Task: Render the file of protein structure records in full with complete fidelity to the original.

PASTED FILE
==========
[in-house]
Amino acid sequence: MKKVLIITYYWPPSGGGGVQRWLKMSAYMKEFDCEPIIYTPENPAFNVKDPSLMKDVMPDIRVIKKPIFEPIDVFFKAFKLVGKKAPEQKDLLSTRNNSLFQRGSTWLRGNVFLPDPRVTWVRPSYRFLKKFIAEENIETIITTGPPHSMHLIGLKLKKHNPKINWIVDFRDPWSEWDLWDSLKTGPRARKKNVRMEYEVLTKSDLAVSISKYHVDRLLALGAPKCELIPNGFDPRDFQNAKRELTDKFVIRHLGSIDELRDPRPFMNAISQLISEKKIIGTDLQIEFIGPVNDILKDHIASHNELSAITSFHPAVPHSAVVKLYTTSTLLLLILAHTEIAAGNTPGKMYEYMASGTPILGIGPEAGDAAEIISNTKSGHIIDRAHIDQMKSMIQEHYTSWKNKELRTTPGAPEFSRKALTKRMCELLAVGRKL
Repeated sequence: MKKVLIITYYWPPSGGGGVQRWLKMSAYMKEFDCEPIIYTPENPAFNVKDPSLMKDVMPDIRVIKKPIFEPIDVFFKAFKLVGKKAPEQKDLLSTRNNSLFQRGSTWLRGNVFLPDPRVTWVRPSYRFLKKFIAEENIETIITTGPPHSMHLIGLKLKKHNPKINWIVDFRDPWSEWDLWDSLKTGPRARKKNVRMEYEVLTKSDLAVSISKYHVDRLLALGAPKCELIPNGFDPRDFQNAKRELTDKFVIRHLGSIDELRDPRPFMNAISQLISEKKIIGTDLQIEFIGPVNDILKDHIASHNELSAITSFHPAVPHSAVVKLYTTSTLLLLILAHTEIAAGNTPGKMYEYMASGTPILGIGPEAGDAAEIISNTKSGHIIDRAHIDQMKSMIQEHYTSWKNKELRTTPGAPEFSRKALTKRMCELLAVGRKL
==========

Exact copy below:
[in-house]
Amino acid sequence: MKKVLIITYYWPPSGGGGVQRWLKMSAYMKEFDCEPIIYTPENPAFNVKDPSLMKDVMPDIRVIKKPIFEPIDVFFKAFKLVGKKAPEQKDLLSTRNNSLFQRGSTWLRGNVFLPDPRVTWVRPSYRFLKKFIAEENIETIITTGPPHSMHLIGLKLKKHNPKINWIVDFRDPWSEWDLWDSLKTGPRARKKNVRMEYEVLTKSDLAVSISKYHVDRLLALGAPKCELIPNGFDPRDFQNAKRELTDKFVIRHLGSIDELRDPRPFMNAISQLISEKKIIGTDLQIEFIGPVNDILKDHIASHNELSAITSFHPAVPHSAVVKLYTTSTLLLLILAHTEIAAGNTPGKMYEYMASGTPILGIGPEAGDAAEIISNTKSGHIIDRAHIDQMKSMIQEHYTSWKNKELRTTPGAPEFSRKALTKRMCELLAVGRKL
Repeated sequence: MKKVLIITYYWPPSGGGGVQRWLKMSAYMKEFDCEPIIYTPENPAFNVKDPSLMKDVMPDIRVIKKPIFEPIDVFFKAFKLVGKKAPEQKDLLSTRNNSLFQRGSTWLRGNVFLPDPRVTWVRPSYRFLKKFIAEENIETIITTGPPHSMHLIGLKLKKHNPKINWIVDFRDPWSEWDLWDSLKTGPRARKKNVRMEYEVLTKSDLAVSISKYHVDRLLALGAPKCELIPNGFDPRDFQNAKRELTDKFVIRHLGSIDELRDPRPFMNAISQLISEKKIIGTDLQIEFIGPVNDILKDHIASHNELSAITSFHPAVPHSAVVKLYTTSTLLLLILAHTEIAAGNTPGKMYEYMASGTPILGIGPEAGDAAEIISNTKSGHIIDRAHIDQMKSMIQEHYTSWKNKELRTTPGAPEFSRKALTKRMCELLAVGRKL